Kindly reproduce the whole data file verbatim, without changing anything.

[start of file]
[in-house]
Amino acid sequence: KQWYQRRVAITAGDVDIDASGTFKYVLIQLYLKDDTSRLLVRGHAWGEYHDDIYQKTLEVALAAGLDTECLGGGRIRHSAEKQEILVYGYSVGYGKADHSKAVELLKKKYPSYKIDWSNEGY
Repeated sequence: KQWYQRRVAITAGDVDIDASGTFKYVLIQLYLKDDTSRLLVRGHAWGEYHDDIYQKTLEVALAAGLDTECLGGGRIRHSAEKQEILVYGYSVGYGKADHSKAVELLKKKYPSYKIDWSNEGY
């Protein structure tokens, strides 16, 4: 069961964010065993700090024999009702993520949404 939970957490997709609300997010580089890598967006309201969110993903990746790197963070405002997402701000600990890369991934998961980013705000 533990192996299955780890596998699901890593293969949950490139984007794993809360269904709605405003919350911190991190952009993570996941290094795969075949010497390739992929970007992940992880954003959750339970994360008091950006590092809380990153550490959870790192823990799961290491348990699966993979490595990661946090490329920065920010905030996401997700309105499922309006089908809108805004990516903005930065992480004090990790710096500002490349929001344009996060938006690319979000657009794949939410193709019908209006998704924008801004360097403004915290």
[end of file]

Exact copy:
[in-house]
Amino acid sequence: KQWYQRRVAITAGDVDIDASGTFKYVLIQLYLKDDTSRLLVRGHAWGEYHDDIYQKTLEVALAAGLDTECLGGGRIRHSAEKQEILVYGYSVGYGKADHSKAVELLKKKYPSYKIDWSNEGY
Repeated sequence: KQWYQRRVAITAGDVDIDASGTFKYVLIQLYLKDDTSRLLVRGHAWGEYHDDIYQKTLEVALAAGLDTECLGGGRIRHSAEKQEILVYGYSVGYGKADHSKAVELLKKKYPSYKIDWSNEGY
């Protein structure tokens, strides 16, 4: 069961964010065993700090024999009702993520949404 939970957490997709609300997010580089890598967006309201969110993903990746790197963070405002997402701000600990890369991934998961980013705000 533990192996299955780890596998699901890593293969949950490139984007794993809360269904709605405003919350911190991190952009993570996941290094795969075949010497390739992929970007992940992880954003959750339970994360008091950006590092809380990153550490959870790192823990799961290491348990699966993979490595990661946090490329920065920010905030996401997700309105499922309006089908809108805004990516903005930065992480004090990790710096500002490349929001344009996060938006690319979000657009794949939410193709019908209006998704924008801004360097403004915290």